I knew things were getting bad when I started having sinister hallucinations. Shadows moved as though they were people and the face of the devil appeared in coats slung across the backs of chairs, rumpled pillows or bed sheets. This was a bit like the moments in The Exorcist when a demonic face flashes on screen for a fraction of a second, then disappears. Spiders the size of dinner plates lurked in every dark corner, I saw dead bodies and even a decapitated head in the microwave. The most vivid hallucination appeared when I was taking my son for a walk in the park. Out of the corner of my eye I saw an elderly woman wearing a red and green floral coat with a matching hat; she looked like she was dressed for church. I turned to face her but she was gone. I knew that they were hallucinations, which indicates I do not have schizophrenia, thank goodness. However, the surety that the corpses, demonic faces, giant spiders, shadow people and mysterious old ladies were hallucinated was not very comforting. I felt like I was being haunted.
I knew eating more would improve my mental and physical health; my muscles and joints hurt from excessive exercise, I could barely concentrate on anything and I felt isolated from the people around me. It was like I was walking around in a bell jar filled with fog. However, the thought of increasing my calories and possibly gaining weight was terrifying. I was stranded in my own horror movie, tormented by hallucinations and paralysed by a fear of food. I was desperate to get better; I wasn’t aiming for anything as ambitious as happiness, just health and stability. I wanted to recover so I could be present for my son and not pass any of these body-hangups and toxic obsessions to him. I want to be here for my husband, my family and my friends. I also want to work and contribute to the world because I feel I have something to offer. The toll it was taking on my loved ones was painfully apparent, and I felt terrible for making them suffer. The hallucinations were also a clear indication that I was in bad shape; if a decapitated head in a microwave isn’t a sign that something has gone awry, I don’t know what is.
I started seeing a dietician, who created an eating plan that I was to stick to, without deviation. She stipulated that I had to eat carbs with every meal, which was, at first, scary and overwhelming. I was constantly bloated and uncomfortable but with the support of my therapist, psychiatrist and my loved ones, I kept going and I started to recover. When my calorie intake went above 1500 the hallucinations stopped, which was a blessed relief. I’m now eating what would be considered a normal, balanced diet. I’m still not completely better and there are a few unhealthy habits I am working towards changing but I am out danger. I’m inspired by the amazing women who are a part of the online body positivity movement who accept and celebrate their bodies, regardless of size or shape. I’m not quite there yet, but I’m trying to be more positive about my body and what it can do, rather than what it looks like. I’m focusing on the things I like about myself, both physically and mentally. My eating disorder is about me exerting neurotic control, so part of my recovery is accepting most things are beyond my influence and finding a way to be at peace.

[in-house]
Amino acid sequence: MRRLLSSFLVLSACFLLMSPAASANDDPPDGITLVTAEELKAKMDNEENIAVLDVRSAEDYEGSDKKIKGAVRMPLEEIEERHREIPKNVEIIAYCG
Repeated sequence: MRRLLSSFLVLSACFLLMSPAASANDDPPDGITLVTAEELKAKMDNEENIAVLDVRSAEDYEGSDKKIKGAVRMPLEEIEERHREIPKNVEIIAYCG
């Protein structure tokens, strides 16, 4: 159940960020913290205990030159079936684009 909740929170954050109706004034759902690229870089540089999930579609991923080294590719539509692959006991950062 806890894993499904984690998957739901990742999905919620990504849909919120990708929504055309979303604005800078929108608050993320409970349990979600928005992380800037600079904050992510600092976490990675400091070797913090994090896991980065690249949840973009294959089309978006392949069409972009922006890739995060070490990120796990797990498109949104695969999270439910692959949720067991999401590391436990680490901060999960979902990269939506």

I’m still a little surprised that I relapsed. My eating disorder developed in my teens and it reared its ugly head again in my 20s, but it’s been dormant for over a decade. I write and talk extensively about mental health and I have been in therapy for years, I had assumed it was no longer a threat. It has become clear to me that Bulimia, Anorexia and Binge Eating Disorder can strike at any time. I certainly didn’t resemble the stereotype of a frail young girl with jutting bones and yet I was very unwell indeed. This was a relatively brief episode but it could have been so much worse if I hadn’t taken my psychiatrist’s advice. I accept that I will always have to be mindful that my relationship with food stays healthy and that I don’t start restricting the next time things get tough.
If you think you have an eating disorder, or you are worried about someone you are close to, please seek help. The first step to recovery is admitting that you have a problem and I know how hard that is. But you don’t have to live under the tyranny of an eating disorder; it’s a vicious, potentially fatal illness that wrecks lives. In fact, anorexia is the most deadly of all mental illnesses, killing 1 in 5 sufferers. The Beat web site is a brilliant resource and has lots of useful information on getting treatment. Early intervention is essential because when an eating disorder goes on for too long it causes catastrophic, often irreversible damage. The harm caused isn’t just physiological but neurological too, as my hallucinations will attest. It may seem bleak now but recovery is possible, if you get help.